Given the current public disgust with lying, cheating CEOs and our recession-driven quest for customer and employee feedback in all forms, it's no wonder that we're seeing a sudden plague of honesty swamping our businesses:
From our clients: "To be honest, your service stinks. And we're not much happier with your prices."
From our employees: "To be frank, morale is under water. And we're not sure you're up to improving it."
From our bosses and boards: "In all candor, we doubt that your strategy is viable. And even if it is, we're not convinced that you can execute it."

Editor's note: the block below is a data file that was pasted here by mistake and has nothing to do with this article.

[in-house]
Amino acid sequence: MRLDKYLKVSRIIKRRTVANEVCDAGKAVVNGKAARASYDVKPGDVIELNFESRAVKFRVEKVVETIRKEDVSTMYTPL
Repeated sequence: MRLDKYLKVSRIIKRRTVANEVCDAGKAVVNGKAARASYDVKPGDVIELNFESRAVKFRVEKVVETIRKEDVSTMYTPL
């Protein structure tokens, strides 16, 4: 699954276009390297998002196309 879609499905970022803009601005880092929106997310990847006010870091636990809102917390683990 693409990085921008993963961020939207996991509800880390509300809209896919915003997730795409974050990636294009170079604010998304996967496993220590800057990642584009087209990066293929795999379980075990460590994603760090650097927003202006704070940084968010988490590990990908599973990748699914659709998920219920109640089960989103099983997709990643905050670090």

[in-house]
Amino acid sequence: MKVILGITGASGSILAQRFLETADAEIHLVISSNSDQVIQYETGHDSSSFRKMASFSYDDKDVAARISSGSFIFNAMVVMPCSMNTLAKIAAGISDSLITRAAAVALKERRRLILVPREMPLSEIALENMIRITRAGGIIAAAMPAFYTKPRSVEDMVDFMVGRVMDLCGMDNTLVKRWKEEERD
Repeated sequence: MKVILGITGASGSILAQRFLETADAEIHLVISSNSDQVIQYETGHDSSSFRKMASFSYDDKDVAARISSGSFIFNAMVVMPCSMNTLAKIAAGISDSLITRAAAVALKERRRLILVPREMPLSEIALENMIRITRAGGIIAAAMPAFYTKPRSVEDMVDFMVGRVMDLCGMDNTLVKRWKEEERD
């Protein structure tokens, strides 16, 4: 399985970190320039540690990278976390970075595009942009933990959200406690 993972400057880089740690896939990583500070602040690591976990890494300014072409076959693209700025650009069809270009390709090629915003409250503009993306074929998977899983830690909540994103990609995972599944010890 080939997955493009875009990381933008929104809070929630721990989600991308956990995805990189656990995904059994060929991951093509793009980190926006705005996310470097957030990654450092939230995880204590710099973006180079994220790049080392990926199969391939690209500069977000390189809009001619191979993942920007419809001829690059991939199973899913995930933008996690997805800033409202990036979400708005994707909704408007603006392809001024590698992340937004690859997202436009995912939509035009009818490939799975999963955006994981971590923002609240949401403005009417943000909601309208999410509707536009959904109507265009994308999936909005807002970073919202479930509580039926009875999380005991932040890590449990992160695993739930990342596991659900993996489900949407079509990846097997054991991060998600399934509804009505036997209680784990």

From our 10-year-olds: "Dad, when you say stuff like that in front of my friends, it makes you look like a dork." To be candid, there are days when I'm not sure I can stand one more honest person. It's not that I want any of these people to lie to me (OK, maybe my 10-year-old. Dork?). But neither do I want the fact that they're now being honest -- as opposed, one wonders, to what they were saying five minutes ago? -- as an all-purpose excuse to club me with unqualified, unusable "feedback." Too often the phrase, "I'm just being honest" becomes a workplace synonym for "I've decided to abandon all pretense of civility while I vent my opinions, no matter how ugly." For some managers, "I'm just being honest" now ranks right up there with the dreaded "Nots" -- as in, "Not to be racist/sexist/ageist/etc., but..." -- as a surefire sign that something offensive is about to emerge from the boss' mouth. What kinds of feedback and honesty work? Four questions make the difference: Is this information important? I need to know if my product is faulty, if my service is lousy, or if my rep has a nasty habit of pinching customers. I don't need to know what my competitor supposedly said about me or why you think my whole profession or industry is a bunch of snakes. If you don't like my company, hire somebody else. If you don't like my industry, do it yourself. Either way, keep your feedback focused on the facts, not your opinions. Likewise, employees need to know what your mission, goals and objectives are. They need to know what's expected of them, and how they're doing against those expectations. They don't need to know how well their predecessors performed or why you think employees today aren't as smart, dedicated and committed as you once were. Remember this: The good old days weren't. Is this information factual? It isn't a fact just because you think it's true. And even if you have data, what you think the data means may not be what it really means. Give yourself the gift of second thought when it comes to offering feedback and decide if you know this to be true, or if someone just told you it was true. Live by the old journalist's rule: If your mother says she loves you, check it out. Is this information actionable? Telling me you think my product or plan stinks is useless. Explaining to me why it doesn't work as well as it should or how it fails to address key issues allows me a chance to do something. In the same vein, telling an employee that he failed or cost the company $10,000 is meaningless as feedback. Asking the employee to investigate and report on the root causes of the failure will teach him or her more than any "feedback" ever will -- and might solve a business problem for you, too. Is withholding this information immoral? The three previous questions notwithstanding, we all have a moral responsibility to allow others to succeed or fail based on full knowledge of what they're up against. Give your employees, your suppliers (and your 10-year-old) all the important, factual, actionable feedback you can, and then let them make their own decisions on how to react. You might be surprised at the results. Although you're probably still a dork. John R. Brandt, formerly editor-in-chief of IndustryWeek, is president and editorial director of the Chief Executive Group, publisher of Chief Executive magazine. He can be reached at [email protected].